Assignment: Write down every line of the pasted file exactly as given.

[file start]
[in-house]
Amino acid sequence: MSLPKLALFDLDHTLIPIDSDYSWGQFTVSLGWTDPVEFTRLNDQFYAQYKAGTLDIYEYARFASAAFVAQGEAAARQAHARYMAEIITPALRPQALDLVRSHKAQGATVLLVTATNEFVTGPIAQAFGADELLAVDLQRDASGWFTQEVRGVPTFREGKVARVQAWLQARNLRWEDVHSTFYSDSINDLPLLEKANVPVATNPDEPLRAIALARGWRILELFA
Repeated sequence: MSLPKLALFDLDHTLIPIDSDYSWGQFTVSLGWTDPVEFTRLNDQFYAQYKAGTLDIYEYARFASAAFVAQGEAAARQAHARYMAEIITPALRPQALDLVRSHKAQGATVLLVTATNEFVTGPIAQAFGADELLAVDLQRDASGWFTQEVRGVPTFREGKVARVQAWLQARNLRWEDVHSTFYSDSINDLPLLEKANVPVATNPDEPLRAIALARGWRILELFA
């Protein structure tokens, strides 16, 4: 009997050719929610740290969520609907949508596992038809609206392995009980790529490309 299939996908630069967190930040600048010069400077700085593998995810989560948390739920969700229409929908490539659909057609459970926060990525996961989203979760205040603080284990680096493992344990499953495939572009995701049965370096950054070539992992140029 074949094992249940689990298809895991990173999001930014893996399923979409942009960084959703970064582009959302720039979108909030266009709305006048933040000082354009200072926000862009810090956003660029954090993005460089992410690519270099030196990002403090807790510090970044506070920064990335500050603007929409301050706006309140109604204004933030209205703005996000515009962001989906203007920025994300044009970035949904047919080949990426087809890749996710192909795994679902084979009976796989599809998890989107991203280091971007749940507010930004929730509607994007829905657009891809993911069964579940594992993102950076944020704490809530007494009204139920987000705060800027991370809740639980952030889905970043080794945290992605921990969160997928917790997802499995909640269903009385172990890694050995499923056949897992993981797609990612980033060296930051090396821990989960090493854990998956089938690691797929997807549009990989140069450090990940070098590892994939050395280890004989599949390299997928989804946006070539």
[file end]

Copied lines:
[in-house]
Amino acid sequence: MSLPKLALFDLDHTLIPIDSDYSWGQFTVSLGWTDPVEFTRLNDQFYAQYKAGTLDIYEYARFASAAFVAQGEAAARQAHARYMAEIITPALRPQALDLVRSHKAQGATVLLVTATNEFVTGPIAQAFGADELLAVDLQRDASGWFTQEVRGVPTFREGKVARVQAWLQARNLRWEDVHSTFYSDSINDLPLLEKANVPVATNPDEPLRAIALARGWRILELFA
Repeated sequence: MSLPKLALFDLDHTLIPIDSDYSWGQFTVSLGWTDPVEFTRLNDQFYAQYKAGTLDIYEYARFASAAFVAQGEAAARQAHARYMAEIITPALRPQALDLVRSHKAQGATVLLVTATNEFVTGPIAQAFGADELLAVDLQRDASGWFTQEVRGVPTFREGKVARVQAWLQARNLRWEDVHSTFYSDSINDLPLLEKANVPVATNPDEPLRAIALARGWRILELFA
């Protein structure tokens, strides 16, 4: 009997050719929610740290969520609907949508596992038809609206392995009980790529490309 299939996908630069967190930040600048010069400077700085593998995810989560948390739920969700229409929908490539659909057609459970926060990525996961989203979760205040603080284990680096493992344990499953495939572009995701049965370096950054070539992992140029 074949094992249940689990298809895991990173999001930014893996399923979409942009960084959703970064582009959302720039979108909030266009709305006048933040000082354009200072926000862009810090956003660029954090993005460089992410690519270099030196990002403090807790510090970044506070920064990335500050603007929409301050706006309140109604204004933030209205703005996000515009962001989906203007920025994300044009970035949904047919080949990426087809890749996710192909795994679902084979009976796989599809998890989107991203280091971007749940507010930004929730509607994007829905657009891809993911069964579940594992993102950076944020704490809530007494009204139920987000705060800027991370809740639980952030889905970043080794945290992605921990969160997928917790997802499995909640269903009385172990890694050995499923056949897992993981797609990612980033060296930051090396821990989960090493854990998956089938690691797929997807549009990989140069450090990940070098590892994939050395280890004989599949390299997928989804946006070539």